My preferred self care activities would be dance and listening to music since they come hand in hand. Dancing has always been a way for me to destress and recharge myself. During these times I have dedicated myself to learning some dance routines to songs by black artists that I admire. One of these artists being Lizzo. Lizzo is not only an icon of being confidently beautiful, but an inspiration to the black community in general. A black successful artist who has done nothing but spread positivity and light; she should be celebrated through times like these. Black lives matter, her life matters, her father, uncles, cousins, brothers lives matter, and all of her black fans that she inspires matter. 

More on BLM and Music

I decided to make a BLM Playlist and put together songs that I have been listening to throughout this month. There’s a variety of genres included within the playlist so you can either skip around or listen directly through the whole playlist. I recommend listening to the whole playlist because new black creators can be exposed to you, and by streaming their music as a form of self-care, their voices will be magnified. Black lives matter, these artists’ lives matter, their fathers, uncles, cousins, brothers lives matter, and all of the black fans that these artists inspire matter. Here is the link to my playlist:

https://music.apple.com/us/playlist/blm-explicit/pl.u-Ymb09NqTP8Pm8G9

I urge everyone to engage in a form of self care during these times. The Black Lives Matter battle is nowhere near over and the movement needs activists who are strong and powerful. Restoration of power is essential in working towards a changed future, and we will get there. Like Lizzo once said:

You know what I want above all things? I want people who are aware of my music right now, to believe in change.”

 - 08/10/2020 - Rose Padilla

50 Ways You Can Help

For the past couple of the days the BLM movement has turned into an unrest of wanting equality. Many people do not understand the movement because they fail to realize the privilege they have. Seeing several articles on how to stay in involved and what type of media you should be consuming so you are much more aware of what is going on. Here are a couple of lists of media I have seen that can help someone understand.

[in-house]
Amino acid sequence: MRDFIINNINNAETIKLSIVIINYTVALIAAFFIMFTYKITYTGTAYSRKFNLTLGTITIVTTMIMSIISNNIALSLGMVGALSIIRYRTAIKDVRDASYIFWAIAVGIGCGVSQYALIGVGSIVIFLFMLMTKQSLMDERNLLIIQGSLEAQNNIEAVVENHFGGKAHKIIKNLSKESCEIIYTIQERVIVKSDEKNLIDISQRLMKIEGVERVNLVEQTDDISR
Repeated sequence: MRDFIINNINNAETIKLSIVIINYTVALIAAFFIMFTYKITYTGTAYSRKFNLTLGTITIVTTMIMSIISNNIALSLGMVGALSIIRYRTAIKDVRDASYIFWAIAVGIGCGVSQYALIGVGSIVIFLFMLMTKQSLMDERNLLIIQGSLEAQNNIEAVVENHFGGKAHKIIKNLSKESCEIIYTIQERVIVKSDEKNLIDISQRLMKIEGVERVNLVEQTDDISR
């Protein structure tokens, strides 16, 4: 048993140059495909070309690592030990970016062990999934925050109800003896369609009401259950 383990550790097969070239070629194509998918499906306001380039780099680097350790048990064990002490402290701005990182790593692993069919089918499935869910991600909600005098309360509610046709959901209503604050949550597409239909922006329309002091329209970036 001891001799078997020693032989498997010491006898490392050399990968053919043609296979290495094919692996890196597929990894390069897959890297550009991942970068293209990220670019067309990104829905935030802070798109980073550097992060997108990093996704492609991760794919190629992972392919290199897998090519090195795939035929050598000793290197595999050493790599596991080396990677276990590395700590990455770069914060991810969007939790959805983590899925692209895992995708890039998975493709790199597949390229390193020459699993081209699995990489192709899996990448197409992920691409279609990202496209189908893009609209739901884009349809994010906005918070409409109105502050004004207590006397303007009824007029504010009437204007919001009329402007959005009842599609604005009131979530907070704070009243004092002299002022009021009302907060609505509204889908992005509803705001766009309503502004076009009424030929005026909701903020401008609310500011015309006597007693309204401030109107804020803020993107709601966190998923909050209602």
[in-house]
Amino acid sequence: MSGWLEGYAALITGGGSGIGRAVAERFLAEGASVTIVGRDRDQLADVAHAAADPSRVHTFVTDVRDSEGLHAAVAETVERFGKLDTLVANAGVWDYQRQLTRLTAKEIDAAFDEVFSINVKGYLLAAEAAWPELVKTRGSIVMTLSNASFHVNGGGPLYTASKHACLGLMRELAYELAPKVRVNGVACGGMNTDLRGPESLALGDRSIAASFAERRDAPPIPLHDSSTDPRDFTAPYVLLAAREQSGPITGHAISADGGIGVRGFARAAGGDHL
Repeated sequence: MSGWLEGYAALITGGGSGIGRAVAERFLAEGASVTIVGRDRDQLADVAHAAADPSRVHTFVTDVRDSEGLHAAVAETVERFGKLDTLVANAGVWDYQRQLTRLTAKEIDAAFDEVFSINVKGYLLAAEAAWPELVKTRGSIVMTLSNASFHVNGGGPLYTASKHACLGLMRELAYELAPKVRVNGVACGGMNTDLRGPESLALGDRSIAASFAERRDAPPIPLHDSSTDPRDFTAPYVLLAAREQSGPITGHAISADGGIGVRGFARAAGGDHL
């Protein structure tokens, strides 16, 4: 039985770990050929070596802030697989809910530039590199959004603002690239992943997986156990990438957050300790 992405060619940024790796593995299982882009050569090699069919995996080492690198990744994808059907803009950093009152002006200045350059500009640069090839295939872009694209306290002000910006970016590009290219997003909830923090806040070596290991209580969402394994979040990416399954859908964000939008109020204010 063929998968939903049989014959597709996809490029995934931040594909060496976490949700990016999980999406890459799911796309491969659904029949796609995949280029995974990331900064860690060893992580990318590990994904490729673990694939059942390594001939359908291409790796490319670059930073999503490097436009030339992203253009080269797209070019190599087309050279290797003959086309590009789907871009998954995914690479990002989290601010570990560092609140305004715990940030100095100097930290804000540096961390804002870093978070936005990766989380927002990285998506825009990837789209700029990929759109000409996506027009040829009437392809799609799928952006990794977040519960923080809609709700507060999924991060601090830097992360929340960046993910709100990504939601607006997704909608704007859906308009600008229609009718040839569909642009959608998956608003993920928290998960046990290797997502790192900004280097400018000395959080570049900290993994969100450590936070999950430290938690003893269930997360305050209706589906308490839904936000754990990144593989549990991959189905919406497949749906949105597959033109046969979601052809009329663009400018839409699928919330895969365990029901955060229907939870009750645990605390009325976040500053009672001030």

10 movies/shows you can watch that speak on these issues are…

  1. When They See Us (Netflix)
  2. 13th (Netflix)
  3. American Son (Netflix)
  4. See You Yesterday (Netflix)
  5. Dear White People (Netflix)
  6. Freedom Writers (Netflix)
  7. The Hate U Give (Hulu)
  8. If Beale Street Could Talk (Hulu)
  9. 16 Shots (Hulu)
  10. Hidden Figures (Hulu)

10 Children Book that speak about race…

  1. Malcolm Little: The Boy Who Grew Up To Be Malcolm X, Ilyasah Shabazz
  2. Let it Shine Stories of Black Women Freedom Fighters, Andrea Davis Pinkney
  3. Something Happened in Our Town A Child’s Story About Racial Injustice, Ann Hazzard, Marianne Celano, and Marietta Collins
  4. My Hair is a Garden, Cozbi A. Cabrera
  5. My Family Divided, Diane Guerrero
  6. Lailuh’s Lunchbox, Reem Faruqi
  7. Moses: When Harriett Tubman Led Her People to Freedom, Carole Boston WeaherFord
  8.  Happy In Our Skin, Fran Manushkin
  9. Little Leaders Bold Women in Black History, Vashti Harrison
  10. A is for Activists, Innosanto Nagara

10 Petitions you can sign…

  1. Arrest Jared Campbell who maced little girl: http://chng.it/wGPvrnB98T
  2. Justice for Sandra Bland: http://chng.it/gMHfz8gsdc
  3. Justice for Breonna Taylor: http://chng.it/2LnHYJnrYK
  4. Justice for Ahmaud Arbery: http://chng.it/mMgKzRTq9w
  5. Implement Mandatory “I can’t Breathe” Training to All Police Academies: http://chng.it/ZLqM5kDbF9
  6. Justice for Sean Reed: http://chng.it/VpdQYqxqkR
  7. Justice for Emerald Black: http://chng.it/XfMbjGmKGq
  8. Mandate Police force to take “Racial Biased Test”: http://chng.it/MJLzvm8zbm
  9. “Hands Up Act”: http://chng.it/xy4GvHDxfS
  10. Justice for George Floyd: http://chng.it/Rsns9HGJPp

10 Organizations you can donate to…

  1. Brooklyn Bail Fund: https://brooklynbailfund.org/
  2. Minnesota Freedom Fund: https://minnesotafreedomfund.org/
  3. This YouTube Video was created to donate if you don’t have money. If you click on the link it will take you to the video and ads will play do not skip the ads and that money will be donated to different BLM organizations.
  4. Bail Fund: https://bailproject.org/
  5. Black Lives Matter Foundation: https://secure.actblue.com/donate/ms_blm_homepage_2019
  6. People’s City Council Freedom Fund: https://www.gofundme.com/f/peoples-city-council-ticket-fund
  7. Campaign Zero: https://www.joincampaignzero.org/
  8. Black Vision Collective: https://www.blackvisionsmn.org/
  9. Liberty Fund: https://www.libertyfund.org/
  10. Higher Heights Leadership Fund: https://www.higherheightsleadershipfund.org/donate/

10 Podcast to listen to…

  1. 1619- NY Times
  2. About Race
  3. Seeing White
  4. Code Switch
  5. The Diversity Gap
  6. Momentum: A Race Forward Podcast
  7. The Combahee River collective
  8. Pod Save the People
  9. Pod for the Cause
  10. Intersectionality Matters! Hosted by Kimberle Crenshaw

 

 - 06/06/2020 - Yaritza Montiel

Black Lives Matter